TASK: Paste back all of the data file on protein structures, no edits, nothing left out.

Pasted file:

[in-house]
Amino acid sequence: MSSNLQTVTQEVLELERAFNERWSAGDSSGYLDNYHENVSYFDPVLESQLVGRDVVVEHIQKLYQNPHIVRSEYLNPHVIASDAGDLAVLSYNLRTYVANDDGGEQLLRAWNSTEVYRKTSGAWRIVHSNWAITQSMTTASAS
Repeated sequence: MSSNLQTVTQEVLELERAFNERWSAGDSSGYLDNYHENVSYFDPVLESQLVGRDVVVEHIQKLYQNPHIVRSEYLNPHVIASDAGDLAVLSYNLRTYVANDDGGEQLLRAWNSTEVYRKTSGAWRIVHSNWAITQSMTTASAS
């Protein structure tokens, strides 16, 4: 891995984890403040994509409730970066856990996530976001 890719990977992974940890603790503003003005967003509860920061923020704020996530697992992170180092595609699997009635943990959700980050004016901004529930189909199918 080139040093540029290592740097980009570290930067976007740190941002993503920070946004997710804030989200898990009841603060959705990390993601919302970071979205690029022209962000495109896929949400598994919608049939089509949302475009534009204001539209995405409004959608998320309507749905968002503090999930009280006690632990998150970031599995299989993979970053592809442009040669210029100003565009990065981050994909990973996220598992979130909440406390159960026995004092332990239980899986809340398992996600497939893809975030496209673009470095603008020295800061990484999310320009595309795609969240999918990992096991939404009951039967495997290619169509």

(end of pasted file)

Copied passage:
[in-house]
Amino acid sequence: MSSNLQTVTQEVLELERAFNERWSAGDSSGYLDNYHENVSYFDPVLESQLVGRDVVVEHIQKLYQNPHIVRSEYLNPHVIASDAGDLAVLSYNLRTYVANDDGGEQLLRAWNSTEVYRKTSGAWRIVHSNWAITQSMTTASAS
Repeated sequence: MSSNLQTVTQEVLELERAFNERWSAGDSSGYLDNYHENVSYFDPVLESQLVGRDVVVEHIQKLYQNPHIVRSEYLNPHVIASDAGDLAVLSYNLRTYVANDDGGEQLLRAWNSTEVYRKTSGAWRIVHSNWAITQSMTTASAS
């Protein structure tokens, strides 16, 4: 891995984890403040994509409730970066856990996530976001 890719990977992974940890603790503003003005967003509860920061923020704020996530697992992170180092595609699997009635943990959700980050004016901004529930189909199918 080139040093540029290592740097980009570290930067976007740190941002993503920070946004997710804030989200898990009841603060959705990390993601919302970071979205690029022209962000495109896929949400598994919608049939089509949302475009534009204001539209995405409004959608998320309507749905968002503090999930009280006690632990998150970031599995299989993979970053592809442009040669210029100003565009990065981050994909990973996220598992979130909440406390159960026995004092332990239980899986809340398992996600497939893809975030496209673009470095603008020295800061990484999310320009595309795609969240999918990992096991939404009951039967495997290619169509």